One ought to like P.D.James

Posted by Tory Historian Thursday, April 16, 2009 ,

Tory Historian, half-way through Baroness James's last novel "The Private Patient" is once again perplexed why it is impossible to like the lady's late novels. After all, she is a conservative writer (as well as a Conservative peer) and one who is a practitioner of the traditional form of detective story. She has, indeed, been in trouble for expressing views that detective stories can be written only about people who understand the difference between right and wrong. She was accused of snobbery (presumably with violence, to quote Colin Watson).

Her early books about Adam Dalgliesh (a most unlikely police officer who is also a talented poet and the son of a rector) were controlled, well-plotted and extremely likeable. The first book about Private Investigator Cordelia Gray, "An Unsuitable Job for a Woman" was, despite its slightly preposterous plot, extremely taut with excellent descriptions of Cambridge, its spoilt denizens and of Ms Gray, the dedicated PI, herself. In the second book, "The Skull Beneath the Skin" the seriously preposterous plot destroys the good qualities. Though Ms Gray is mentioned in one of the Dalgliesh mysteries casually, she has been dropped by Baroness James.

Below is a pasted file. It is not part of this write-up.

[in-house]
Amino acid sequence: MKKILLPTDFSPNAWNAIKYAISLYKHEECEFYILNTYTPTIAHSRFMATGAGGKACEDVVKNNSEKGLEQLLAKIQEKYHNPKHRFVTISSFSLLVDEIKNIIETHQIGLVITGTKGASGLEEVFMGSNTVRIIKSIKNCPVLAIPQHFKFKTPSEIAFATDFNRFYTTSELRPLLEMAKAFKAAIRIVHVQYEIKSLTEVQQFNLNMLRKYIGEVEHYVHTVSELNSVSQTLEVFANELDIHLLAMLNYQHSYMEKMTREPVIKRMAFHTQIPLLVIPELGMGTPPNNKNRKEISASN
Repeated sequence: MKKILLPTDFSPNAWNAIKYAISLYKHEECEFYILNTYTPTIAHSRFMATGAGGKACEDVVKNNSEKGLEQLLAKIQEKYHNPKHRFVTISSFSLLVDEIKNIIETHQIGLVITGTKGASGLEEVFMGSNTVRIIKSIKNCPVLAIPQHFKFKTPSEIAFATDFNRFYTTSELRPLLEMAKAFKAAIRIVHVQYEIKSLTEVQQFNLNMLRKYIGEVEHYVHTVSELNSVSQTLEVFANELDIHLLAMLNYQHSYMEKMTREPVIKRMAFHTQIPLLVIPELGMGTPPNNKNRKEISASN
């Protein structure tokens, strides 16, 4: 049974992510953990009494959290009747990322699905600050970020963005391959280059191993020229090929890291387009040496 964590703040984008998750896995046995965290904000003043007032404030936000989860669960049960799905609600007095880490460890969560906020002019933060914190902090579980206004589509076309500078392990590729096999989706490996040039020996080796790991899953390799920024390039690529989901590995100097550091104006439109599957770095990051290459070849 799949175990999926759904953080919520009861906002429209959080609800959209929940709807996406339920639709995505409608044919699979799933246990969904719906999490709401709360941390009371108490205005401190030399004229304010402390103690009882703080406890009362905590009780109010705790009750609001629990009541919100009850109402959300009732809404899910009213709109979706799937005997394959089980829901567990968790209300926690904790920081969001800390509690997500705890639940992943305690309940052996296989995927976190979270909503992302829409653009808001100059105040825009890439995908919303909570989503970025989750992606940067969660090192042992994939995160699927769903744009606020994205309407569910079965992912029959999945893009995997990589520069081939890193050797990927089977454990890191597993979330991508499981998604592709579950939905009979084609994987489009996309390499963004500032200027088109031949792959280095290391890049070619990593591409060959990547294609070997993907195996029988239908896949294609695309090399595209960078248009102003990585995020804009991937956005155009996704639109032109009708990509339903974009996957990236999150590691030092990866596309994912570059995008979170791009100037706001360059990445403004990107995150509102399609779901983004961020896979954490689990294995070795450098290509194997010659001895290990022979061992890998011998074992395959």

However, several of the more recent Dalgliesh books have been bad. They have all become too long and far too verbose with far too much introspection by all the police officers. Some introspection adds an extra dimension; pages and pages of it merely bore the reader.

Incidentally, only one of her police officers, Inspector Kate Miskin comes from the sort of class most coppers do, though she is actually one of the underclass who makes good. The others all seem to be upper middle class graduates with excellent knowledge of many things. A tad unlikely, Tory Historian thinks, risking accusations of snobbery without violence.

It's the plots that are the problem. From the 1986 "A Taste for Death", published after a longer than usual gap, the plots have steadily become more and more fantastical and less and less logical, achieving a kind of nadir with "Original Sin" (an unconscious re-writing of a far better novel by Nicholas Blake), "A Certain Justice" (where the original plot disappears into a memory hole to reappear in a completely incomprehensible solution) and "Death in Holy Orders" (where a young man commits suicide by pulling a great deal of earth down on himself). These were so poor that even the critics had to admit that.

The last three novels were an improvement. Let's face it, they could not get any worse. But they are still too long, too verbose and too fantastical with far too much introspection.

Ah well, at least they are wonderfully well written and at the end of "The Private Patient" Commander Adam Dalgliesh will finally tie the knot with Cambridge academic Dr Emma Lavenham. Even Lord Peter Wimsey took less time to woo and gain Harriet Vane.


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